3 Strategies for your First Sequence
At ConvertKit, we have found that building an email sequence is one of the best ways to grow your list. So we made this insanely easy with our sequence editor. In fact, you have one big advantage right away.
We built our ideal sequence length and design directly in to the editor.
Which means you already have a sequence prepared for timing, content structure, and sales. Nathan (ConvertKit's Founder) has made over $700,000 in ebook sales, and this is the same sequence that he uses.
Of course you can edit the timing, intervals, and number of emails you send at any time. It’s easy.
The biggest challenge to getting your sequence up though is actually putting the content together. Many smart people get caught here. The problem isn’t work ethic (you have that), but knowing what will work for your audience.
If this is your first sequence, we have three strategies for you, whether you’ve been blogging for a couple years, couple months, or couple days.
Strategy 1: Organize Your Best Content
If you’ve been blogging a little while, you have content. This is the easiest place to start with creating your first sequence. There are two ways to structure existing content.
Most Popular Posts
Find your best content by checking Google Analytics. Then decide how they best fit together, and make that your sequence. Don’t have analytics set up? Then see which posts have the most social shares. Don’t have either one? You should set them up :)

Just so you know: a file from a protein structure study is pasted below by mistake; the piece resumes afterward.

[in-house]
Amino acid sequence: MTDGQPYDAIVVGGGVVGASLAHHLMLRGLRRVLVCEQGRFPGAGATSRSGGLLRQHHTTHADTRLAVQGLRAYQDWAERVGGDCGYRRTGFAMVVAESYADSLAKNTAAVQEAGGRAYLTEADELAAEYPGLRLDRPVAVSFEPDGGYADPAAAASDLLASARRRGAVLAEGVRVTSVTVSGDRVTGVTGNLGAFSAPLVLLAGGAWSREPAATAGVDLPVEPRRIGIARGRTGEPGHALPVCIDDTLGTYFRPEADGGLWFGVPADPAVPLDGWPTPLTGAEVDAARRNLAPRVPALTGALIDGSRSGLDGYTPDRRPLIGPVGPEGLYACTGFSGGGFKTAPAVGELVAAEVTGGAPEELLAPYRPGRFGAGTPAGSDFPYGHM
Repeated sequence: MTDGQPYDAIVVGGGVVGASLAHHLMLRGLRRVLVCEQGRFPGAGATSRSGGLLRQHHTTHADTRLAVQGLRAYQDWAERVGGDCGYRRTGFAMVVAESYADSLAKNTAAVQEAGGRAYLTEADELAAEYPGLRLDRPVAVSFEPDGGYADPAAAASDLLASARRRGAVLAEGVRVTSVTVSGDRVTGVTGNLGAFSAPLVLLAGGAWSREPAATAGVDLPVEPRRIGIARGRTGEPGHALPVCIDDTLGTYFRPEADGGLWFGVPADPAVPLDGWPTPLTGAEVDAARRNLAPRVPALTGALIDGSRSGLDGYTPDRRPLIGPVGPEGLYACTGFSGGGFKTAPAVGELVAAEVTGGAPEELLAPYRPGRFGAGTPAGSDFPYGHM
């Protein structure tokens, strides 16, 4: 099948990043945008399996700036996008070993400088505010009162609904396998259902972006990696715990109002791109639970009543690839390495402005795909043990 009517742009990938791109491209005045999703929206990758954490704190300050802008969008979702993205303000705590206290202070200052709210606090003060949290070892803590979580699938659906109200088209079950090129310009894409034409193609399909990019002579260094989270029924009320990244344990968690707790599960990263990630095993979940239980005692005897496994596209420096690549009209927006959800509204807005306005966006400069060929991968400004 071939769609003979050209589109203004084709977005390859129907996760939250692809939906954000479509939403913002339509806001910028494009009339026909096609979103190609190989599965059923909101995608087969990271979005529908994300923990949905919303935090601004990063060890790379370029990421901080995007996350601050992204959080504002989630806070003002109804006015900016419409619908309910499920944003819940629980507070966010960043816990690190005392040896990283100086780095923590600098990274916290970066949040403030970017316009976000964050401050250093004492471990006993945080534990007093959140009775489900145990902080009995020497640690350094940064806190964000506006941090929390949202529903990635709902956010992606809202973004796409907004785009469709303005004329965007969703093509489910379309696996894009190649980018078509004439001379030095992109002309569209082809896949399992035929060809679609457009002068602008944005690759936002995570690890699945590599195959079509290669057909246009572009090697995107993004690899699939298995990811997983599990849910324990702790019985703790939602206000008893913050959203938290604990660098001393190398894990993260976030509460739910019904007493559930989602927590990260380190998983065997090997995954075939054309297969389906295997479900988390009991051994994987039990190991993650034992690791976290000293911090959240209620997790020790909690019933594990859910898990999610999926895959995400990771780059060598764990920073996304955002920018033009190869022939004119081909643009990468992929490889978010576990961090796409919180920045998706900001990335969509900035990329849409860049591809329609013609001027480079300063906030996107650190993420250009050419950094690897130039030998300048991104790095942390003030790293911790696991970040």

Most Important Posts
They may not have the most clicks or shares, but which posts are the most important for a new visitor to read? Guide your reader step-by-step through the content that tells your story.
Strategy 2: Teach What You Know
No matter how long you’ve been blogging, you can use this strategy. What do you know? What perspective can you bring to your audience? To make it even clearer, ask yourself this question:
What do I do my readers need to know about getting started with my topic?
Then answer the question. Each answer is a new email, and you have your sequence. I normally like to start with the mindset that my readers are beginning with the topic. But you know your readers (or prospective readers) better than me. Write they they need to know, and in the way you can teach them.
Strategy 3: Learn from my Mistakes
The second question that leads to valuable content is this:
What do I wish I know about my topic 3 years ago?
It’s similar to tho other question, but with a subtle shift. You may not have the experience yet to know what your audience needs to know, but you can share what lessons you wish you knew a few years ago.
Now, you’re able to position your sequence content with a simple value proposition.
I’ll help you skip 3 years of my mistakes.
That’s a powerful call to action. If you can help people skip a couple steps, avoid a few time-wasters, or save money, it’s worth sharing with people.